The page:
Former student pursues physics passion

(Photo by Kevin Killeen)(Photo provided by Dr. David Schuster)

(Photo provided by Dr. David Schuster)

Sebastian Sabev
Staff Writer

Not until his junior year in high school did science teacher Dr. David Schuster learn what he wanted to pursue in his life—Physics.

At the time, Schuster would wear red spiked hair one week and show up dressed like a monk the next. However when his teacher inspired him to live the physics life, he took things a bit more seriously.

The whole teaching thing wasn’t the plan all along; in fact, it wasn’t decided until his last year of Grad School.

“My plan was to study physics in France,” Schuster said. “It seemed like the best scenario possible. I was even getting my minor in French. However, as time went on, things started to get a bit boring.”

“I was studying ‘amorphous GaN,’ and during that time I wasn’t really interacting with anyone.”

It wasn’t until he started tutoring people that he learned how much he loved helping and teaching. That was when he ditched the “physics in France” idea and set his sights on teaching.

Schuster was hired as a physics teacher here at Webster after getting his PhD.

Now five years later, he teaches Physics A and AP Physics, runs the physics club and is an assistant coach for men’s cross country.

About his favorite part of teaching, Schuster said it’s how he “can get a student who isn’t excited about physics (or school in general) and turn that around.”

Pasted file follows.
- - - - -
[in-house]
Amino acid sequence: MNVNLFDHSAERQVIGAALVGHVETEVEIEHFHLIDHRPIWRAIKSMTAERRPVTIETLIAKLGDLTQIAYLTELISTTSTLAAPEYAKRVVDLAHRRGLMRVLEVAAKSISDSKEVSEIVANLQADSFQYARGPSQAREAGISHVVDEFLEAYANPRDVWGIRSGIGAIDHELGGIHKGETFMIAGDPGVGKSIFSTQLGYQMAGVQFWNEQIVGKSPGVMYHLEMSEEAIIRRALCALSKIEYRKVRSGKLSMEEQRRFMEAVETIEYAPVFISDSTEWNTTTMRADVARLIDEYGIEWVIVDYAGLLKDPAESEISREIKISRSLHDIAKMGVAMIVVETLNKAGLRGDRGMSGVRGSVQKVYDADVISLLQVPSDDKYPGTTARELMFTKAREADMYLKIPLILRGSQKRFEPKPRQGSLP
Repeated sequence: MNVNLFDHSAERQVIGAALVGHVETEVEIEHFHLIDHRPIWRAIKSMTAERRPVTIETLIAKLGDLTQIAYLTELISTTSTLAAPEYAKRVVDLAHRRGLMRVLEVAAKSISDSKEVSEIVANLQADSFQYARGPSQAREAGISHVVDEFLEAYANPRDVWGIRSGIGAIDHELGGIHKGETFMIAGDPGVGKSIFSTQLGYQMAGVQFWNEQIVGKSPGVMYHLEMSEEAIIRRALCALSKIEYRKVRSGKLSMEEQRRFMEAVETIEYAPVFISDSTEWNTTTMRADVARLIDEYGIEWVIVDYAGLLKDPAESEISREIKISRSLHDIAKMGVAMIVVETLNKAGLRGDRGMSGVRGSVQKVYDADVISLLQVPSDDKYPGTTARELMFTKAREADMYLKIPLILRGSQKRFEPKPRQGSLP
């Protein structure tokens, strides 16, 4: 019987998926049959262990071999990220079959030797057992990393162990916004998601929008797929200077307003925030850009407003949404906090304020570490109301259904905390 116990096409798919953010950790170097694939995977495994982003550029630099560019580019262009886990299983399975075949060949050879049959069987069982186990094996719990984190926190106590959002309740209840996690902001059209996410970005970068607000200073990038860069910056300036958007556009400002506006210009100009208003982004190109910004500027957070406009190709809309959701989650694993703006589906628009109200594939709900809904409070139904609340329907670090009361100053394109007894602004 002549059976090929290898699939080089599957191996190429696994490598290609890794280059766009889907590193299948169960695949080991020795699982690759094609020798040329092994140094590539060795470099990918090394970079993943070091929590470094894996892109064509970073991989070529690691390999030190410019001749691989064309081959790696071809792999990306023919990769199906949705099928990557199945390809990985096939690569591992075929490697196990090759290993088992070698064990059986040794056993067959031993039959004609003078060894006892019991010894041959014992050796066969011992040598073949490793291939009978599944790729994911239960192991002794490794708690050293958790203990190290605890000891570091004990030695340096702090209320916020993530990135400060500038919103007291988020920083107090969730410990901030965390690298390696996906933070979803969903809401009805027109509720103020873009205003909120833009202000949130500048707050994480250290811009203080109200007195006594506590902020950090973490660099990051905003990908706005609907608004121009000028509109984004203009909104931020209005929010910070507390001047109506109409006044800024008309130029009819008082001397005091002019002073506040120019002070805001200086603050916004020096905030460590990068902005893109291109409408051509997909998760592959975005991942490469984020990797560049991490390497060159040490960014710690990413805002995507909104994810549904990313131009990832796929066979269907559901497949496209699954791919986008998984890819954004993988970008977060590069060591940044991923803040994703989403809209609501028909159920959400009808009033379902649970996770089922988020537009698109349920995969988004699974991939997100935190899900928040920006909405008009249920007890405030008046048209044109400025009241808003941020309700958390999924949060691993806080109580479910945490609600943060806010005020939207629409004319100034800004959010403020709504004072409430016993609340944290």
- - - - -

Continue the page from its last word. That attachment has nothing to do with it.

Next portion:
“I’m not only here to help kids get an education, but I’m also trying to do all I can to ‘Save America.’” Schuster said. He believes that in a way, American youth have lost the desire to thrive and excel, and he wants to do whatever possible to try and change that. It might be a pretty tough thing to do, but Schuster “loves a challenge.”

Some wonder if Schuster will turn into the next Wojack.

“I certainly don’t plan on breaking the Wojack record; I don’t want to teach for that long. I don’t know how he still does it and loves it so much, He’s too awesome,” Schuster said.

A man with his PhD and Masters in physics could eventually become a college professor but that seems highly unlikely since “I plan on retiring here. I really like Webster,” said Schuster.


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